No more need to develop doctrine, when?

The Orthodox churches do not really believe in doctrinal development. So I was wondering at what point the Roman Catholic Church stopped needing to develop doctrine? I know that Jesus founded our Church, and we haven’t stagnated, but I’m curious about when we stopped having to defend beliefs that became doctrines?

For example, the Church had a basic belief about predestination before Pelagius came around. And after Augustine was successful in refuting Pelagianism, the Church has been influenced by Augustine ever since.

Doctrinal development still occurs; I think we’re about to experience a great deal of it in light of the Synod on the Family and the recent interest in familial relationships the Vatican has taken.

But I mean, even in the past 200 years, there’s been a great deal of development. Papal infallibility, the Immaculate Conception, the Assumption of Mary. The denouncement of Modernism, “Americanism”, relativism. Dei Verbum, Humanae Vitae, Evangelii Gaudium. There’s still plenty of room for development of doctrine.

Where can I read up on those developments? I’m curious now…

Really? I thought the Orthodox accepted the Council of Ephesus (and Chaldeon) which taught the doctrine of the hypostatic union. Surely you are not saying that the Orthodox don’t accept the hypostatic union.

Also, don’t the Orthodox accept that Mary is Theotokos (taught by the Council of Ephesus, as a response to the idea of Christotokos)? That’s a Greek word - I kinda thought the Orthodox would be on-board with this particular development.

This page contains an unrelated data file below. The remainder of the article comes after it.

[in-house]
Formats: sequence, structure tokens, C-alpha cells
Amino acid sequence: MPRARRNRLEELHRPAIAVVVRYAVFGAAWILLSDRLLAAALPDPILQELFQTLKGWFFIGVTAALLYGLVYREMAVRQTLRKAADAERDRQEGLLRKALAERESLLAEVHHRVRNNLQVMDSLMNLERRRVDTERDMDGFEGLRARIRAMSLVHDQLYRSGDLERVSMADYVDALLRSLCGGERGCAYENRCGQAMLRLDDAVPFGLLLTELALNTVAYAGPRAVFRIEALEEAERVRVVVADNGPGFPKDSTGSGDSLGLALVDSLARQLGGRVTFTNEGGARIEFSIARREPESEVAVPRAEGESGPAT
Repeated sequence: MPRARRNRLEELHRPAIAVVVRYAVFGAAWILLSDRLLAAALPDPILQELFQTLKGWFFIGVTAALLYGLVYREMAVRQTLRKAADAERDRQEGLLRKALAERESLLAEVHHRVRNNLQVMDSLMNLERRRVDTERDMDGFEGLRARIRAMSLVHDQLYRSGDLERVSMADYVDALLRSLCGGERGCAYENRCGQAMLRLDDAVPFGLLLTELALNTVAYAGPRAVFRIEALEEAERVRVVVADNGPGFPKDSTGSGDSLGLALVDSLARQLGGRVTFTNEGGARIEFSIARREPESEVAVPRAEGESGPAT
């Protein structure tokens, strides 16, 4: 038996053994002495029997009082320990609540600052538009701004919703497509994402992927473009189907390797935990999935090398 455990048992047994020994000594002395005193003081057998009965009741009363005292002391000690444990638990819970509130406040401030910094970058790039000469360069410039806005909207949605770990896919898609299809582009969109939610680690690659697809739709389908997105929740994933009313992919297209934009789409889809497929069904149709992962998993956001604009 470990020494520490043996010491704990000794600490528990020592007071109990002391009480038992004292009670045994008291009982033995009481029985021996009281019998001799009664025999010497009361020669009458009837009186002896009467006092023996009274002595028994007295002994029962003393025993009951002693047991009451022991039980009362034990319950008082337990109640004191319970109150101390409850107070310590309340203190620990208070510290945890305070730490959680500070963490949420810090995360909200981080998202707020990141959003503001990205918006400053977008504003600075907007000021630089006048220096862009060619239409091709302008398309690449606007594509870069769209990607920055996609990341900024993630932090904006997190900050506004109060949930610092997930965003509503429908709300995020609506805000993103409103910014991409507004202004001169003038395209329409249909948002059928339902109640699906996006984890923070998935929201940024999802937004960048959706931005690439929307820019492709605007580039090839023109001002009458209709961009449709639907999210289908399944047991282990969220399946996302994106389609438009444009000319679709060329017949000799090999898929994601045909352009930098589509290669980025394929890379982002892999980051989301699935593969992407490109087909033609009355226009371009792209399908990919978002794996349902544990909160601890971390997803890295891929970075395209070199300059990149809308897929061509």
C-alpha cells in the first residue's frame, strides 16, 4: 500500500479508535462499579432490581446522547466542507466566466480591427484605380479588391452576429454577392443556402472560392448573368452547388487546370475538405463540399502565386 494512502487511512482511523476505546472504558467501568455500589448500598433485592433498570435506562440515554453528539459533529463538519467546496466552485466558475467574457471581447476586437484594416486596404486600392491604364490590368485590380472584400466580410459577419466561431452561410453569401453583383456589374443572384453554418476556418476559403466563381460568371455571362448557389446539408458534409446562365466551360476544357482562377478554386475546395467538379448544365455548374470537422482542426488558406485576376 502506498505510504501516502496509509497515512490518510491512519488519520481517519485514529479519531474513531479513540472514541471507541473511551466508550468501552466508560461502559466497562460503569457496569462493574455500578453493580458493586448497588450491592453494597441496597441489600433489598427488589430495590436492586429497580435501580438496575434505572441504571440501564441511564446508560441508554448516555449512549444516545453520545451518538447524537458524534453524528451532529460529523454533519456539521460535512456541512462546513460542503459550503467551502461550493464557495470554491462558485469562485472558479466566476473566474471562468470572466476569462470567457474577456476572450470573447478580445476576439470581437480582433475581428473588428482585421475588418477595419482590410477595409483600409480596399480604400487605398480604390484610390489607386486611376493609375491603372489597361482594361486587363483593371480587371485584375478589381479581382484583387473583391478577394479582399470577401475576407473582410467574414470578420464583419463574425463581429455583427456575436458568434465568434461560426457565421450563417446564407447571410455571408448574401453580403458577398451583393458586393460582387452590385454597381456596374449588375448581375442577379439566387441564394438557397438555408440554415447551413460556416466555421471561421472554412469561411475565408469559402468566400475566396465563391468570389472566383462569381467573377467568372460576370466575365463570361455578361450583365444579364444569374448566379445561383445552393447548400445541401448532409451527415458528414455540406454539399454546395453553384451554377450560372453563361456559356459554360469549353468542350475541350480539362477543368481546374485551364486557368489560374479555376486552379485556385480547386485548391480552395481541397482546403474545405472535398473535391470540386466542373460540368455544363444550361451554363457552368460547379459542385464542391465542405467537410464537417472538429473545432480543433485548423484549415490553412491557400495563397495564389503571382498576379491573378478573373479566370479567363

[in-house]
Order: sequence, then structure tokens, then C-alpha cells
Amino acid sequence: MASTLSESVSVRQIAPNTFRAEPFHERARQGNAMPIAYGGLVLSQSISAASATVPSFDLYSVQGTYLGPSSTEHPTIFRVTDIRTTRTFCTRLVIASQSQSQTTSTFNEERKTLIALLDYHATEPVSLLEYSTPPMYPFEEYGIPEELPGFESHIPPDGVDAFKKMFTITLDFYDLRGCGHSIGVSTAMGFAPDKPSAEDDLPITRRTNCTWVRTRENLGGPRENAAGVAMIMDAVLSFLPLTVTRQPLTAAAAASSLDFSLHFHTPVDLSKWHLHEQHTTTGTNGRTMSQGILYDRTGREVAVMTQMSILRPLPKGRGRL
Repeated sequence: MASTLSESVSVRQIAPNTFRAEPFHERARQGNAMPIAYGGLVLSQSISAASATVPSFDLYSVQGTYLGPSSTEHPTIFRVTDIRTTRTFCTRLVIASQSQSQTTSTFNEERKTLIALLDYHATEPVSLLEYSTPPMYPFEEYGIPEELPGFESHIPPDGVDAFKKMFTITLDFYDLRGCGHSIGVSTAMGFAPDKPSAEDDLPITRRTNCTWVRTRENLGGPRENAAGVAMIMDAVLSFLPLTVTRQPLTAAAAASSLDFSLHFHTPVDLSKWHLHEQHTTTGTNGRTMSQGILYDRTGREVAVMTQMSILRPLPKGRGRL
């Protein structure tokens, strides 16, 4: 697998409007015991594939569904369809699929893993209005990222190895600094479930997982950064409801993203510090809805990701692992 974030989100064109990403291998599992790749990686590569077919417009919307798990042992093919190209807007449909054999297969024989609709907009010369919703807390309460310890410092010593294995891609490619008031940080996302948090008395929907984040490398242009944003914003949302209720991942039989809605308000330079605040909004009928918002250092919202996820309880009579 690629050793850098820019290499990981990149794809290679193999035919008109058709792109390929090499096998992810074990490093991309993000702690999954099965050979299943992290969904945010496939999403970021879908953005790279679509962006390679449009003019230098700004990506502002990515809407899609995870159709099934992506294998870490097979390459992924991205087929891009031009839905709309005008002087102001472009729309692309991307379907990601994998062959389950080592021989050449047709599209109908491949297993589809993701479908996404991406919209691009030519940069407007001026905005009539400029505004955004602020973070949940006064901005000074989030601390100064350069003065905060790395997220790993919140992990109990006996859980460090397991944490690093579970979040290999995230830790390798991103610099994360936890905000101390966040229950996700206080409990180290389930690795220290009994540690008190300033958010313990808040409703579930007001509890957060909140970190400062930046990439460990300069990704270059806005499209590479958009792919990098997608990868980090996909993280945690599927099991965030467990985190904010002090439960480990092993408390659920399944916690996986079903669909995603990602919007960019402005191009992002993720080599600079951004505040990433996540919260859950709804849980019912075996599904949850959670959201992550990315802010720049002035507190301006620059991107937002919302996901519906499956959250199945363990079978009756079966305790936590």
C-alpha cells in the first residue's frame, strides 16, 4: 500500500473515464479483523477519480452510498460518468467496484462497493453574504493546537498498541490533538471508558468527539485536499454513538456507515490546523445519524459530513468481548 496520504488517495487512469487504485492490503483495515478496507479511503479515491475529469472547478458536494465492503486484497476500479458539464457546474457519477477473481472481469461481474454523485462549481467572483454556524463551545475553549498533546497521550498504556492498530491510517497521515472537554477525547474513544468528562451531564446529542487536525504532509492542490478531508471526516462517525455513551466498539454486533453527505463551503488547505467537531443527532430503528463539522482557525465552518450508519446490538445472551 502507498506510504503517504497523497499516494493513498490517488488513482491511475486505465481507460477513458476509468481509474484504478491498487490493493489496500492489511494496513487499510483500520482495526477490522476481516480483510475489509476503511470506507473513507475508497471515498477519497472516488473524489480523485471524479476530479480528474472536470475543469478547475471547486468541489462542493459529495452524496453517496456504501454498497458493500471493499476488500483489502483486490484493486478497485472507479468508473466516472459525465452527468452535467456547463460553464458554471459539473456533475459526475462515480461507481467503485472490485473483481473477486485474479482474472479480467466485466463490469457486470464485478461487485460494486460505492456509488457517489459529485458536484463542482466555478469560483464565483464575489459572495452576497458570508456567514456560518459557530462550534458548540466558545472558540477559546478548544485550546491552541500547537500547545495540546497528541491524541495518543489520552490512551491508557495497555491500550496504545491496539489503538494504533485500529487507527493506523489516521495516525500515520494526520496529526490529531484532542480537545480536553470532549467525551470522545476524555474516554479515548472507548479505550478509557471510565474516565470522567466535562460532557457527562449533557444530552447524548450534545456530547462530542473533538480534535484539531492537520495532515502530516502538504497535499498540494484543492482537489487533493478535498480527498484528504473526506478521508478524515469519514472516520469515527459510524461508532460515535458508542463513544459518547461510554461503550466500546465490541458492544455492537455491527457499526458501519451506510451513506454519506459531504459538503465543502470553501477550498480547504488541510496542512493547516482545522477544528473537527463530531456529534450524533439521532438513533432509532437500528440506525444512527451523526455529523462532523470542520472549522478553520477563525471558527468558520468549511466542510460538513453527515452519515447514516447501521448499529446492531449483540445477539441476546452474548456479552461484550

Don’t the Orthodox also accept the development of our understanding if Christology which led the Nicene Council Fathers (who were all Greek - it was a Greek Council in a Greek city) to select the (Greek) word Homoousian (instead of homounion) in the Creed? A subtle, but significant, difference.

Doctrine always develops, and it will never stop developing. It is developing in our own lifetimes (for example, the softening of the position on salvation of unbaptized infants who die - we now have “hope” instead of, well, something else).

I see the Orthodox Church as much like the Jewish Church (or the Anglican Church). Correct me if I’m wrong, but there is no real authority - the Patriarch of Constantinople is like the Anglican Archbishop of Canterbury - a “first among equals,” having no intrinsic authority from his Office. The Greek Christians once held Ecumenical Councils (everybody at Nicea was Greek). Can the Orthodox call an Ecumenical Council today? I don’t think so. And, worse, they think that’s OK. In this way, they are like the Jewish Church - with no central authority structure and no way to promulgate (not change) doctrine relevant to the times. No way to authoritatively interpret an ancient doctrine (so, in this way, they are like protestants, where everyone is free to interpret Scriptures as they please).

Just so you know, “Church” is a particularly Christian term, and I have not known Jewish folks to use it for their own religion. A different phrasing would likely be better.

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